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OPLIN 4cast #433: This .sucks

Posted in 4cast

sucks stampBeginning a little more than a year ago, the Internet Corporation For Assigned Names and Numbers (ICANN) began implementing a plan to expand the number of generic top-level domains (gTLDs) on the Internet – domains like .com, .net, and .org – from 22 to (eventually) over 1,000. The first seven new gTLDs added in early 2014, for example, were .bike, .clothing, .guru, .holdings, .plumbing, .singles, and .ventures. One gTLD that’s about to be launched is causing concern: The .sucks gTLD is commanding very high prices, as big companies and celebrities pay top dollar to keep the general public from buying top-level domains like <celebrityname>.sucks. In retrospect, it’s hard to see how this gTLD could not have turned out badly. Fortunately, libraries do not suck.

  • Internet naming body moves to crack down on ‘.sucks’ (Associated Press)  “The Internet Corporation for Assigned Names and Numbers, or ICANN, on Thursday sent a letter to the U.S. Federal Trade Commission and Canada’s Office of Consumer Affairs to see if the actions of company Vox Populi Registry Ltd. are illegal. ICANN initially approved of the so-called top-level domain name, among nearly 600 it has added recently to expand beyond common names such as ‘.com,’ ‘.org’ and ‘.us.’ But it is backtracking after an advisory panel made up of industry groups and companies like Microsoft, Verizon and eBay complained last month.”
  • Internet naming group asks FTC to investigate .sucks controversy (Yahoo! Finance | Aaron Pressman)  “The Internet Corporation for Assigned Names and Numbers (ICANN), a non-profit that sets policies for the global domain name system, said in a letter to the FTC and Canada’s Office of Consumer Affairs that companies have complained the system is ‘predatory, exploitive and coercive.’ ICANN asked the regulatory bodies to determine whether any laws had been broken. ‘ICANN is concerned about the contentions of illicit actions being expressed, but notes that ICANN has limited expertise or authority to determine the legality of Vox Populi’s positions, which we believe would fall in your respective regulatory regimes,’ the group said in the letter.”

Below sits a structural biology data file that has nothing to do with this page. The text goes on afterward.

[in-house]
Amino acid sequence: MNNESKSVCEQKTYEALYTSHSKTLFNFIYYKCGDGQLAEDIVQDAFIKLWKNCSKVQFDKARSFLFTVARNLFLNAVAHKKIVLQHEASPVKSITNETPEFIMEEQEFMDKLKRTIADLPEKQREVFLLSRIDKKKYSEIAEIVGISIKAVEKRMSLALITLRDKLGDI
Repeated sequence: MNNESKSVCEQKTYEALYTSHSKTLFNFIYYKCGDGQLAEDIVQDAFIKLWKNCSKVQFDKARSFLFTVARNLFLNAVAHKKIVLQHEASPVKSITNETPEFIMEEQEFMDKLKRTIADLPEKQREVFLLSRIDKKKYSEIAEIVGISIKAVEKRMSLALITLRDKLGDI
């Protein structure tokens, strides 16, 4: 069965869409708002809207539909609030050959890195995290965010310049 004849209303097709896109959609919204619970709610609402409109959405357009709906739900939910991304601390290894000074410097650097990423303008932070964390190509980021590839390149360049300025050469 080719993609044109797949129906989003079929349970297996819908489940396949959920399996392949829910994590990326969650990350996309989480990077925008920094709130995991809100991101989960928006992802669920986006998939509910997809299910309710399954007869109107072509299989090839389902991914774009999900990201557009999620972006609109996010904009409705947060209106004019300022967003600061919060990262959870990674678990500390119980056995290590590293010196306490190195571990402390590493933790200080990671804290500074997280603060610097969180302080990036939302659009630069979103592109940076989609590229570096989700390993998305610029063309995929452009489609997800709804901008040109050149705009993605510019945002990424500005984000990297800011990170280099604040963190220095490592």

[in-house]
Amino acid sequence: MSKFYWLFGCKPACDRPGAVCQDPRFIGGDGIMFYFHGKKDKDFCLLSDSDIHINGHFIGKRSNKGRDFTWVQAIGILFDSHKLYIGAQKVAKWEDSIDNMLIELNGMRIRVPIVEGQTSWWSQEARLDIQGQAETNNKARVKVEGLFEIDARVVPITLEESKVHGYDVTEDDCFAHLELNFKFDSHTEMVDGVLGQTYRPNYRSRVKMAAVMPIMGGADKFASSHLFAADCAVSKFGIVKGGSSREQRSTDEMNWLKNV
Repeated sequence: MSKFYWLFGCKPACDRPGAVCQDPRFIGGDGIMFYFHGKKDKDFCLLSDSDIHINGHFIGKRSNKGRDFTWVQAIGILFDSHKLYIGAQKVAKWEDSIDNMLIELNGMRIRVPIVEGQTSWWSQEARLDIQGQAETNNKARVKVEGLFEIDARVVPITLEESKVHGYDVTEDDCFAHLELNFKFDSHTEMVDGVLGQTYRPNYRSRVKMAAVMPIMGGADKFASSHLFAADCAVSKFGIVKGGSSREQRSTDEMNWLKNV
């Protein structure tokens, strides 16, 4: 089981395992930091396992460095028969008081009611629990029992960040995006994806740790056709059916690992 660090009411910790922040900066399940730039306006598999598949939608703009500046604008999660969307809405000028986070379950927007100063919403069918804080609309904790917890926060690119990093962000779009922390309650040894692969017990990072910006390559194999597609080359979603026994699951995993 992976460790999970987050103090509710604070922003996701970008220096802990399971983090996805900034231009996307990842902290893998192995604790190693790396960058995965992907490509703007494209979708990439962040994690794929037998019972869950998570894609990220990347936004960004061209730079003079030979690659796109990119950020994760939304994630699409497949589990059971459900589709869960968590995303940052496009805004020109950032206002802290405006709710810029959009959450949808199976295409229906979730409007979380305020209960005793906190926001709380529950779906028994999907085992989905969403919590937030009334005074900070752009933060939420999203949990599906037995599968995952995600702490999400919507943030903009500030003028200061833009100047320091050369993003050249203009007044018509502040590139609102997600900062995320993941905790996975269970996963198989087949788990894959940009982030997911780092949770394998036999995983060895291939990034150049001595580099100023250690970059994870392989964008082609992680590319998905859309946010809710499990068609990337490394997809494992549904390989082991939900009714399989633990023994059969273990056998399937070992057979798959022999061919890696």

• “.sucks” registrations begin soon—at up to $2,500 per domain (Ars Technica | Lee Hutchinson)  “The pricing situation around .sucks domain names is complicated. Companies with registered trademarks will have to pay an astounding $2,499 to register their trademarked names in .sucks. Registration of non-trademarked names during the ‘sunrise’ period (March 30 until June 1) before .sucks goes live will cost at least $299 per name, while the standard registration fee after June 1 goes to at least $249 per name. Companies are typically hyper-sensitive about brand usage, and few will want their .sucks domains under someone else’s control.”
  • New .sucks domain stirs up storm over free speech (The Star Online)  “John Berard, chief executive at Vox Populi, told AFP the new domain is something that companies can use to engage with consumers, and that he sees the word ‘sucks’ as ‘edgy’ but not pejorative. ‘We think we’re creating an opportunity for interaction that is meaningful,’ he said. ‘If a company were to establish its own .sucks site and drive that discussion to a centralized location it might be quite a valuable asset.’ Berard added that the pricing ‘reflects what we believe to be the value of the names.’”

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